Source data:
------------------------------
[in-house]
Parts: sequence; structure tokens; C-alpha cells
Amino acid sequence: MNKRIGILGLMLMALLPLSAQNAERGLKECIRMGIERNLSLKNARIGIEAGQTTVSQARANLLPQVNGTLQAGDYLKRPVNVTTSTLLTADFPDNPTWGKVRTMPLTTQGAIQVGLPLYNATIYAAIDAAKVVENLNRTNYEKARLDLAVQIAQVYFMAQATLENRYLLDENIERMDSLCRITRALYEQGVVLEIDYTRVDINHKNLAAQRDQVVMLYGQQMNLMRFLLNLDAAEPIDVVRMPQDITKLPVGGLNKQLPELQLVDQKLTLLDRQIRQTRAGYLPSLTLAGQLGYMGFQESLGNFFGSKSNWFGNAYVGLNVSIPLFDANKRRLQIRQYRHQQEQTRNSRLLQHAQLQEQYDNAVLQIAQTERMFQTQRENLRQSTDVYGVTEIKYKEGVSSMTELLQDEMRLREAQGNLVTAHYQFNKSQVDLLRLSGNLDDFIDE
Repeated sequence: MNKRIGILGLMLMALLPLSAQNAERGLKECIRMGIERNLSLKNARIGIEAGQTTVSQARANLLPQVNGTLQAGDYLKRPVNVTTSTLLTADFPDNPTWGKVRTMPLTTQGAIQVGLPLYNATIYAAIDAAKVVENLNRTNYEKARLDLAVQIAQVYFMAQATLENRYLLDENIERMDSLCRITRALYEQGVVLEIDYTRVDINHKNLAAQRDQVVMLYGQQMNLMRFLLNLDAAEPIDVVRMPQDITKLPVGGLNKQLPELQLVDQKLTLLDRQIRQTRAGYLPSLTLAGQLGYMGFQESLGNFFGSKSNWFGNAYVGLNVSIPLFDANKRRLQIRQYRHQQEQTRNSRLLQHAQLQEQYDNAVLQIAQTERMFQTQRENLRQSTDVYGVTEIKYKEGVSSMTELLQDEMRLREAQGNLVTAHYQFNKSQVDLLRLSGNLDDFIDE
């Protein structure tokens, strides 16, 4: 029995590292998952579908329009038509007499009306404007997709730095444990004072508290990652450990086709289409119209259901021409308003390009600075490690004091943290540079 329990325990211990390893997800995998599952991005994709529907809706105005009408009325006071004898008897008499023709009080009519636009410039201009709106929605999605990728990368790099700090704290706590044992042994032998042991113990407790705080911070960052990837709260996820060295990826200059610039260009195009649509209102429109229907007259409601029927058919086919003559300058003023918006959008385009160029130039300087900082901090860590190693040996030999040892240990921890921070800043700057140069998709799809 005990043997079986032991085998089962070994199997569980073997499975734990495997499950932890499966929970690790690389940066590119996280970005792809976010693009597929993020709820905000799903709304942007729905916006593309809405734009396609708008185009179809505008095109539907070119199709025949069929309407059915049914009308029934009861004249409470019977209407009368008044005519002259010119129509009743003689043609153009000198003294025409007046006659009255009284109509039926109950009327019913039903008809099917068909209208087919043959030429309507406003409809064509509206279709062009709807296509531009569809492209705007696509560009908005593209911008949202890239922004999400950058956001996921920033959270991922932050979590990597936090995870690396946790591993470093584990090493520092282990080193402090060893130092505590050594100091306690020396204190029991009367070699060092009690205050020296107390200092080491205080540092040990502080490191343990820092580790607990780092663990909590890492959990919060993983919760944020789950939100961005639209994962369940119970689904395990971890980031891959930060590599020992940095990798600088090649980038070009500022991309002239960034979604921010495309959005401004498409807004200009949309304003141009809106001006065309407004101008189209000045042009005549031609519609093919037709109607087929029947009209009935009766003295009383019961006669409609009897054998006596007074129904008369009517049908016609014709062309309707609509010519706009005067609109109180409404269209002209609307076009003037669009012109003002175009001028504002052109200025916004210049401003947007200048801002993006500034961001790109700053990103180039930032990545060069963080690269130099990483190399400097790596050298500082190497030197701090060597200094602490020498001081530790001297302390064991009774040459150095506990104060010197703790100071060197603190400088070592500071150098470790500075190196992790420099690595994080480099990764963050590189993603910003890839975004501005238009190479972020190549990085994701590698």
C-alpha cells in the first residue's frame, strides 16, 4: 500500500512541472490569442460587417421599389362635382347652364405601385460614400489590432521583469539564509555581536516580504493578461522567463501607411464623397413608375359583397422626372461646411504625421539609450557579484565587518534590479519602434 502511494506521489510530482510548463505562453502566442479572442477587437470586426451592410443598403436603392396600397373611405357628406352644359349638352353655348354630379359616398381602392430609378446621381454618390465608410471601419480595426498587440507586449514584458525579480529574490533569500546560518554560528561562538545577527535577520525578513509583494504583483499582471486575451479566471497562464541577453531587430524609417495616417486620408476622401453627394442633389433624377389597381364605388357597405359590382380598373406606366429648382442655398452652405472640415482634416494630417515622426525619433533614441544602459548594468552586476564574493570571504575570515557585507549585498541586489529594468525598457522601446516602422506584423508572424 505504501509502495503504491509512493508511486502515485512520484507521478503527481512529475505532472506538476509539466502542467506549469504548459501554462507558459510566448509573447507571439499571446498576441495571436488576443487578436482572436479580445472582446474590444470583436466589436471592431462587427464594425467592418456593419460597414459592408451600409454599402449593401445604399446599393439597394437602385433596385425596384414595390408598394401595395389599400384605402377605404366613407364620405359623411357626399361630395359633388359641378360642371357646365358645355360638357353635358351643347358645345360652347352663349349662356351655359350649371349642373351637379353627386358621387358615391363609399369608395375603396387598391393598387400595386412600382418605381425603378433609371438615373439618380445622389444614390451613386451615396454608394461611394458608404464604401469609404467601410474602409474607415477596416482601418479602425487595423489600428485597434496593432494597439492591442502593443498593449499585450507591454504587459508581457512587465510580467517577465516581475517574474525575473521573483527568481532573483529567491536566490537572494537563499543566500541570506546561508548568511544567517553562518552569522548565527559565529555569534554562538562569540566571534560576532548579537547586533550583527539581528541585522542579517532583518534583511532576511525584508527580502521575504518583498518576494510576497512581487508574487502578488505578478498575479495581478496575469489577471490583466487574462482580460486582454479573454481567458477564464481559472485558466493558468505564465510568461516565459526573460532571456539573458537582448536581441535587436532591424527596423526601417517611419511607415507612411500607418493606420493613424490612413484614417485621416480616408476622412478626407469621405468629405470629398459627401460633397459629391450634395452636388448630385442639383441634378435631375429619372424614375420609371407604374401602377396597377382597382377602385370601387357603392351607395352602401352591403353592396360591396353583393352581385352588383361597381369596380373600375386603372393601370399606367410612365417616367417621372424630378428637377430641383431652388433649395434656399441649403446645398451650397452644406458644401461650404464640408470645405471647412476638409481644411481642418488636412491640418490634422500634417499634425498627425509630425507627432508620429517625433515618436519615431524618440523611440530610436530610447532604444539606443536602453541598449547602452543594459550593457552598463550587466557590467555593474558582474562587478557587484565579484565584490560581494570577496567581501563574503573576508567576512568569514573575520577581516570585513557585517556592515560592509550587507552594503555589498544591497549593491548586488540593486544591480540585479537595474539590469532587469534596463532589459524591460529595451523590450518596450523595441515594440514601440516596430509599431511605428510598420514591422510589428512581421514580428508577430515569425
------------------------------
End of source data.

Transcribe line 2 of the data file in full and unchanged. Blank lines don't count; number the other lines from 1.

Parts: sequence; structure tokens; C-alpha cells